BBC mistakenly tells Brits they have to quarantine on arrival in Portugal

The BBC has mistakenly told Brits that they will have to quarantine for 14 days if they come to Portugal on holiday (click here).

The gaff has already led to a number of cancellations – leading holiday rental promoters to new heights of despair.

Said one today: “I have had several clients complaining as most guests have cancelled bookings based on this news”.

It’s just the latest lunacy following the announcement by the British government that Portugal was off its ‘green list’ for quarantine-free travel (click here).

Anyone flying from Portugal to the UK now faces 14-days in complete self-isolation.

They are not allowed out of their home: not to buy food, nor to exercise.

The demands are far stricter than those brought in for lockdown.

Again, this is a detail that appears to have slipped the official narratives, catching quite a few people already by surprise.

But as the region, and indeed government, continues to work hard behind-the-scenes on changing Britain’s travel advice, pundits have been explaining how the criteria for excluding Portugal from the so-called ‘green list’ was “all wrong” from the outset.

Talking to SIC television news, commentator Marques Mendes explains: “To classify a country as safe or unsafe in sanitary terms solely on the criteria of new cases is grossly unfair. There are other criteria, like the level of lethality which need to be taken into account”.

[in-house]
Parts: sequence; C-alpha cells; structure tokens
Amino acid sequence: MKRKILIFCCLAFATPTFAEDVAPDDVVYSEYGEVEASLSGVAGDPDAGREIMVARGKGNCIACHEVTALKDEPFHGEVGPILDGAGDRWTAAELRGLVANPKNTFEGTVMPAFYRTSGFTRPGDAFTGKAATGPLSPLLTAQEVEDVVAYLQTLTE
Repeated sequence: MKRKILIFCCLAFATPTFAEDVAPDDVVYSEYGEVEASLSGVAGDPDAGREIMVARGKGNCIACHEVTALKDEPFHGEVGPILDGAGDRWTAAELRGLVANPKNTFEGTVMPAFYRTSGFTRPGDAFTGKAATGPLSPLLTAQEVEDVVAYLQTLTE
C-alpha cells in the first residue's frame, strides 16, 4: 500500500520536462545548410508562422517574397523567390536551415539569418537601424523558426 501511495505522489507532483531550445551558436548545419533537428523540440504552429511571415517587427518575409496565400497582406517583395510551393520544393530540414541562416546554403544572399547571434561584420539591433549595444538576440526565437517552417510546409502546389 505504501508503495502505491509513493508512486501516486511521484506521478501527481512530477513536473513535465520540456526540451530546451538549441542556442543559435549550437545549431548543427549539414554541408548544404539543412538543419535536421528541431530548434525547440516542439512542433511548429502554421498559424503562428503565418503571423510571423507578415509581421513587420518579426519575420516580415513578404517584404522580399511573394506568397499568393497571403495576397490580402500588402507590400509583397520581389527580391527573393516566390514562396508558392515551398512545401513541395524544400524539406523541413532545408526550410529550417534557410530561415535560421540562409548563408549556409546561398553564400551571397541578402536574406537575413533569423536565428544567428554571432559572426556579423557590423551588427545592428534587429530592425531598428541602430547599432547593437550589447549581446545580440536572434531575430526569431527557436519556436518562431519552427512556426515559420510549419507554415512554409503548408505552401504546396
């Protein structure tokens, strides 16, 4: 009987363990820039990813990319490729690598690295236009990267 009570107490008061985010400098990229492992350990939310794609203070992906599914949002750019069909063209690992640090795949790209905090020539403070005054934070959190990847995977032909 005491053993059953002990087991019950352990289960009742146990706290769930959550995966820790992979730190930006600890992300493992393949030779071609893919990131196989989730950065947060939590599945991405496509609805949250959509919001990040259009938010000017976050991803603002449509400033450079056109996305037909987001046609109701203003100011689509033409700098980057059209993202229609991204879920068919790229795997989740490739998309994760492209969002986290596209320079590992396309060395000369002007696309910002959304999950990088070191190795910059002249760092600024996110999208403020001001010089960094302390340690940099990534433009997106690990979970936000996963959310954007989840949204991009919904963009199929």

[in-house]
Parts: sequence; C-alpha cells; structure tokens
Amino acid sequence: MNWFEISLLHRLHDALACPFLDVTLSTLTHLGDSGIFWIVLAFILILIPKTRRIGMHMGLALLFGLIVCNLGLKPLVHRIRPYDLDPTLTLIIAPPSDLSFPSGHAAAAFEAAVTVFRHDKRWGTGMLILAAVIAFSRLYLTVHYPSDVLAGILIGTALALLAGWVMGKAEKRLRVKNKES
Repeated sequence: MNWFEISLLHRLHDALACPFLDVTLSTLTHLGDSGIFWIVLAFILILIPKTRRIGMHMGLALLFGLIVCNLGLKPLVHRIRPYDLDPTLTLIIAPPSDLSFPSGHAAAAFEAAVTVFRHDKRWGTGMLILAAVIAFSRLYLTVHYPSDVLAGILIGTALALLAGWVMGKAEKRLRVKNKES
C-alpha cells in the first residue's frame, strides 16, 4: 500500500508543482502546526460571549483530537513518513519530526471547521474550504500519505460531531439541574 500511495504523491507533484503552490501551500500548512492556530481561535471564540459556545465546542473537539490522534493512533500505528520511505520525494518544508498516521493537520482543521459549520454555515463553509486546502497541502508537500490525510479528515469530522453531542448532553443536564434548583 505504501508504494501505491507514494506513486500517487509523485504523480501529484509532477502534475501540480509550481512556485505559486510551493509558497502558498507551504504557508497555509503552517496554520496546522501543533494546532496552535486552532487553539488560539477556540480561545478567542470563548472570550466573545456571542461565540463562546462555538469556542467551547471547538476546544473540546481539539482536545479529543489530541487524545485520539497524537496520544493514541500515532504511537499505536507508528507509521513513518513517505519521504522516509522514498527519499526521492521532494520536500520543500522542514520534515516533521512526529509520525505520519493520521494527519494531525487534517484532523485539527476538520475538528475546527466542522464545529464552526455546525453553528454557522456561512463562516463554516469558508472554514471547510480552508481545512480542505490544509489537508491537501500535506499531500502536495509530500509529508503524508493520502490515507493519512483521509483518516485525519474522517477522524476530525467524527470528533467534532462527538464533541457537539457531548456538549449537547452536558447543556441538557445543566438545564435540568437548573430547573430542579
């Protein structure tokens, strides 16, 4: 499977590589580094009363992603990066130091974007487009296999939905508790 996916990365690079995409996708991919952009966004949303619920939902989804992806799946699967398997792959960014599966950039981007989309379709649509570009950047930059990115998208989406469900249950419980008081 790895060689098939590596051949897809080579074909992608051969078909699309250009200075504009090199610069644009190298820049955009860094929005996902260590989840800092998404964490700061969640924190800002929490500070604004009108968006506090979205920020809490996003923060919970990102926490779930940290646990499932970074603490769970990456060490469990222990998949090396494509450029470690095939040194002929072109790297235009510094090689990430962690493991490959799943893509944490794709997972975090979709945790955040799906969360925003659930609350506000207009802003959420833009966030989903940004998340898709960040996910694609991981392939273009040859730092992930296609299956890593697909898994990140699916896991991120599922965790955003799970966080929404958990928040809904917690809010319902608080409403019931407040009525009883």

Expresso stresses today that Portugal’s ‘level of lethality’ is vastly better, for instance, than that of the UK.

“With the latest update of 1,620 deaths since Monday, the lethality rating is now 3.7% here compared to the UK’s 15.5%”, says the paper – adding that the Worldometers online site that explains the virus using various criteria shows Portugal as having had 159 deaths per million inhabitants, whereas the UK has had 651 deaths per million inhabitants.

These are all reasons for the UK to reconsider the decision that has plunged the country – particularly the Algarve – into an even worse economic crisis than it was already suffering.

The UK’s travel advice is due to be ‘reviewed’ on July 27, though efforts underway are focused on changing the situation for visiting Brits even sooner.

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